- Agronomic: hay, wheat
- Animals: bovine
- Animal Production: feed/forage, winter forage
- Crop Production: application rate management, conservation tillage, continuous cropping, fallow, no-till, nutrient cycling, organic fertilizers, tissue analysis
- Education and Training: extension, on-farm/ranch research, participatory research
- Farm Business Management: budgets/cost and returns, feasibility study
- Natural Resources/Environment: biodiversity, soil stabilization
- Production Systems: agroecosystems
- Soil Management: green manures, nutrient mineralization, organic matter, soil analysis, soil quality/health
- Sustainable Communities: sustainability measures
We conducted an on-farm study with north-central Montana no-till wheat producers using legume green manures (LGM) as a summer fallow alternative. Soil water, nitrogen and wheat yield response following LGM and fallow treatment were evaluated, and collaborating producers were interviewed. Wheat yields following LGM treatment were less than following fallow, as was grain protein when wheat was fertilized with N; LGMs conversely increased grain protein when wheat was unfertilized. Wheat yield depressions were attributed to LGM’s temporarily limiting soil N available to subsequent wheat. Producers interviewed noted that seed costs and lack of immediate wheat yield benefits were formidable challenges to LGM adoption.
Summer fallow practice has been a common management strategy employed over the past century to store soil water and stabilize wheat yields in dryland northern Great Plains (NGP) cropping systems. Summer fallow serves this purpose well, but it also can precipitate net declines in soil organic matter, saline seeps (Nielsen and Calderon, 2011) and nitrate leaching (Campbell et al., 2006). While summer fallow acreage has steadily declined since the early 1970s in much of the northern Great Plains (Carlyle, 1997; Tanaka et al., 2010), north-central Montana represents a region where summer fallow practice remains steadfast, with ~80% of cropland remaining in a summer fallow–wheat rotation (USDA-FSA, 2010). Half-season legume green fallow crops (legume green manure, hay or forage) used to replace summer fallow may be a water-conservative way to intensify north-central Montana agroecosystems (Miller et al., 2006) while concomitantly reducing N fertilizer dependence and increasing soil and water conservation. Past plot-scale studies established that green fallow crops can threaten soil water available to subsequent wheat (Army and Hide, 1959; Brown, 1964; Biederbeck and Bouman, 1994; Aase et al., 1996; Brandt, 1996; Zentner et al., 1996), but that this risk is reduced if green fallow crops are terminated early before full bloom stage and no-tillage practices are used (Zentner et al., 2004; Miller et al., 2006). Nonetheless, legume green fallow crop adoption is currently negligible in north-central Montana.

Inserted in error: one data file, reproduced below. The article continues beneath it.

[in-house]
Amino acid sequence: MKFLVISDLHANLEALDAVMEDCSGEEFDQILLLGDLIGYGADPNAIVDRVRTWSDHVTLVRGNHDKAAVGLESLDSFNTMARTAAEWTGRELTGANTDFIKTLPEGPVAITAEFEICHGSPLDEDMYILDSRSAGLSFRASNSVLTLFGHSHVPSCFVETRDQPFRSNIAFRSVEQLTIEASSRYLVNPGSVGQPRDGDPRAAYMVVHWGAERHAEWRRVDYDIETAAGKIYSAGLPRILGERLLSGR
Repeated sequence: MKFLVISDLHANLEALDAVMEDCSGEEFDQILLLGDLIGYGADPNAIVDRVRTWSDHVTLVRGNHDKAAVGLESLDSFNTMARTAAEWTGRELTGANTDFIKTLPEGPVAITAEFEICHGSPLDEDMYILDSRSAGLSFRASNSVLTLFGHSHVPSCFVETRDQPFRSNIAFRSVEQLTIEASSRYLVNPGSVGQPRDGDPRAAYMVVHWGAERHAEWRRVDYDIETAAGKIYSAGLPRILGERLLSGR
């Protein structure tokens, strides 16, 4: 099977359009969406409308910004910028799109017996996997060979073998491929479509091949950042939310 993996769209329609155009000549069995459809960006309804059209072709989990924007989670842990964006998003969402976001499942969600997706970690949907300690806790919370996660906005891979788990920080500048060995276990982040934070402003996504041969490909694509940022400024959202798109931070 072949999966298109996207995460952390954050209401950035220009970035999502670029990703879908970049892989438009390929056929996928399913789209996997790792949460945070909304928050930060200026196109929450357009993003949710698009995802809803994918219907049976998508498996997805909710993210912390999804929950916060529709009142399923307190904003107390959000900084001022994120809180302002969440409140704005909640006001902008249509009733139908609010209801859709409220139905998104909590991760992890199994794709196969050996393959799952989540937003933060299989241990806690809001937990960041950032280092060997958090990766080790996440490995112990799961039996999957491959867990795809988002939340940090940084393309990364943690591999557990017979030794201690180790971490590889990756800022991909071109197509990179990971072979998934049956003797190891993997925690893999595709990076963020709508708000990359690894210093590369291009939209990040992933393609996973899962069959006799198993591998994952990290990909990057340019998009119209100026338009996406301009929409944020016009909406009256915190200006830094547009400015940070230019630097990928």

We conducted a participatory research project with five no-till wheat producers trialing legume green manures (LGMs) as a summer fallow replacement in north-central Montana. This study has an original focus on treatments exclusively using no-till management, early legume termination and participatory research at the field-scale. Our objectives were to assess the agronomic viability of using no-till, early-terminated LGMs to replace summer fallow under farmer management and at the field-scale, and to better understand LGM adoption from the producer’s perspective. Soil water use, soil N levels and wheat yield response following LGM and summer fallow treatments were assessed. Producers were interviewed upon completion of the project to elucidate potential challenges to replacing summer fallow with a LGM crop.
1) Quantify the effects of LGMs on soil N, soil water use and the effect they have on the following wheat crop compared to summer fallow.
2) Assess how no-till management and early termination may affect LGM management.
3) Assess LGM management over regionally varied sites and management practices by different producers.
4) Conduct a marginal economic assessment of LGM management compared to standard summer fallow under no-till management.
5) Assess producer initiative to continue LGM management based on results of the study.